On Immigration’s Costs

by Ian Tingen

This post is mostly a public reminder to discuss the costs of immigration a bit more thoroughly at some point. The following (slightly edited) is from a discussion I had on Facebook with a friend while discussing this article about how disconnected politicians foist the costs of immigration on constituents who can do little about it.
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There are great economic benefits to immigration! The thing is, the analysis usually stops right at that broad point. It doesn’t talk about whose jobs are undercut (usually the working poor / working class service people), where the benefits aggregate (to the companies who hire the cheapest labor possible), and so on.

Example: an anecdote from the Arizona service industry. Back in the last construction boom in the late 90’s / early 00’s, lots of developments were going up in the Phoenix metro area, and especially in the land between Phoenix and Tucson. With all of these developments, tons of new air conditioning equipment needed to be installed. Lots of contracts went out to bid, and most of them were won by companies who many contractors knew hired lots of day laborers / used coyotes (illegal labor traffickers) to import labor. Lots of those laborers would work a day for wages equivalent to one hour of what you could get a US certified tech for. Even when you factor in a higher failure rate of equipment installed (and the warranty work that comes after), it was still cheaper to go with the non-US labor model.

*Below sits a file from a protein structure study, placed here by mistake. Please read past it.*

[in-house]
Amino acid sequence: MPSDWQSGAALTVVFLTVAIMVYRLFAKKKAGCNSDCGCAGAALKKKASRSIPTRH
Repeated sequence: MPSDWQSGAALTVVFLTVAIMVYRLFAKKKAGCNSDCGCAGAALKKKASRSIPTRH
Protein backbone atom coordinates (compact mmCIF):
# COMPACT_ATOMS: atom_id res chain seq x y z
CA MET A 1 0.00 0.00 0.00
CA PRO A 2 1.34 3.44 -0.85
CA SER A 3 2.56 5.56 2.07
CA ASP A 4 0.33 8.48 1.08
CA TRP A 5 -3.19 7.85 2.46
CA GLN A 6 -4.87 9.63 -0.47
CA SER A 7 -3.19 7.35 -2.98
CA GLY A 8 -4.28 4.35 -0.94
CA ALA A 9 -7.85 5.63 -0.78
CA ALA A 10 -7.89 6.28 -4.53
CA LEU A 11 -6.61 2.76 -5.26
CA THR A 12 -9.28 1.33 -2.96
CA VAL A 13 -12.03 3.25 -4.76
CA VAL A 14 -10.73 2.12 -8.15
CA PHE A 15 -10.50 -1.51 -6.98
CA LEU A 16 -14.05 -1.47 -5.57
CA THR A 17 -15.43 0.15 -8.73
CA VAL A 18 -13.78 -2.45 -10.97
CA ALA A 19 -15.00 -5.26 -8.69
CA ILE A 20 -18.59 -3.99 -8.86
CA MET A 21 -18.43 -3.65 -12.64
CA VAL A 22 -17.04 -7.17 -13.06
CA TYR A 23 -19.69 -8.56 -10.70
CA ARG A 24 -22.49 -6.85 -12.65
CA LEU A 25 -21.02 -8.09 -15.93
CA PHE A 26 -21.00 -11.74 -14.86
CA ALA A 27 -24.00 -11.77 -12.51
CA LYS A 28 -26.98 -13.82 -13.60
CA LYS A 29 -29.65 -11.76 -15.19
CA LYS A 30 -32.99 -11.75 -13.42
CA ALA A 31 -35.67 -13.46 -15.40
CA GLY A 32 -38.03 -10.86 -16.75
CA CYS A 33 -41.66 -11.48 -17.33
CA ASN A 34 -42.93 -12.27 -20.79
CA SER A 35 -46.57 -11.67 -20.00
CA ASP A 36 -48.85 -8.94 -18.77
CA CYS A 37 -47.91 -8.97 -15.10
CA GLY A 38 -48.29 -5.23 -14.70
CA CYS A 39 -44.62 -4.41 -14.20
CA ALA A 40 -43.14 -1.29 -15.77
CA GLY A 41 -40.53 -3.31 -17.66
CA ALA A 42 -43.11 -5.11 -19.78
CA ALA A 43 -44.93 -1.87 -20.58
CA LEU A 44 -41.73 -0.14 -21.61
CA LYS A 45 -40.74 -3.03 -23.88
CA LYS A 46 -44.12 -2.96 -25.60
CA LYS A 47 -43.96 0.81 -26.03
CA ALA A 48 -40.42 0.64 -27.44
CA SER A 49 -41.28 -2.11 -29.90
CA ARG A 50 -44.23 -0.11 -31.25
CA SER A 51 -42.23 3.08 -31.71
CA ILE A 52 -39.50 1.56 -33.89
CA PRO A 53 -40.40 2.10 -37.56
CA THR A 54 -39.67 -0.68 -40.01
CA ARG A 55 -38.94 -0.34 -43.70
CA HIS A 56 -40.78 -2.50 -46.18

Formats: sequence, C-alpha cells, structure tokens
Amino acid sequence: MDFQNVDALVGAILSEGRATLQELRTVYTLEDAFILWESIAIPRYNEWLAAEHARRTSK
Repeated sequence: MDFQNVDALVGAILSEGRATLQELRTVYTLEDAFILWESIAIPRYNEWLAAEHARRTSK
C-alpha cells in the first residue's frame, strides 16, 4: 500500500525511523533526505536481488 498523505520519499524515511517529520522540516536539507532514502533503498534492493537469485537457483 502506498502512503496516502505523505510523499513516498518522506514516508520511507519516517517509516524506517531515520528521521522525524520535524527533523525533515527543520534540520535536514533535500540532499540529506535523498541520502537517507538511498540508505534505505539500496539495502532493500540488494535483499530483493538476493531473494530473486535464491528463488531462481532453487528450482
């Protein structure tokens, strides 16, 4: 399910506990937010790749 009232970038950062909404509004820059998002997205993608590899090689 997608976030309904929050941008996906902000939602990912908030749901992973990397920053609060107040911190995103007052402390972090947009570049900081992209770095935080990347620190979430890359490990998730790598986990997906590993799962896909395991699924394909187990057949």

A guy who’s working a legit two to five man shop can’t compete with that. This is not to say that it’s bad to hire day labor, but the people who are effectively cut out of that market have no voice.

Yes, it’s true that immigrants are great for economies, at least until they start demanding higher wages. The largest value of immigrant income is derived from exploiting their relief that’s derived from them leaving whatever shitty political / economic situation they find themselves in. You don’t see companies hiring them at rates competitive with native labor. Even then, with a limited amount of work available, it has to displace someone – often those who were already on the lowest end of the economic bracket, nationals of the country that the immigrants are coming to.

Of course, we don’t talk about this when outlining the benefits of open borders. I believe immigration can be a great social and economic booster to any country willing to engage in opening their borders, but we need to be realists: there are costs, too – and we need to be sure we engage the people bearing them.

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image from Hoffman Cooling, who I have no affiliation with 

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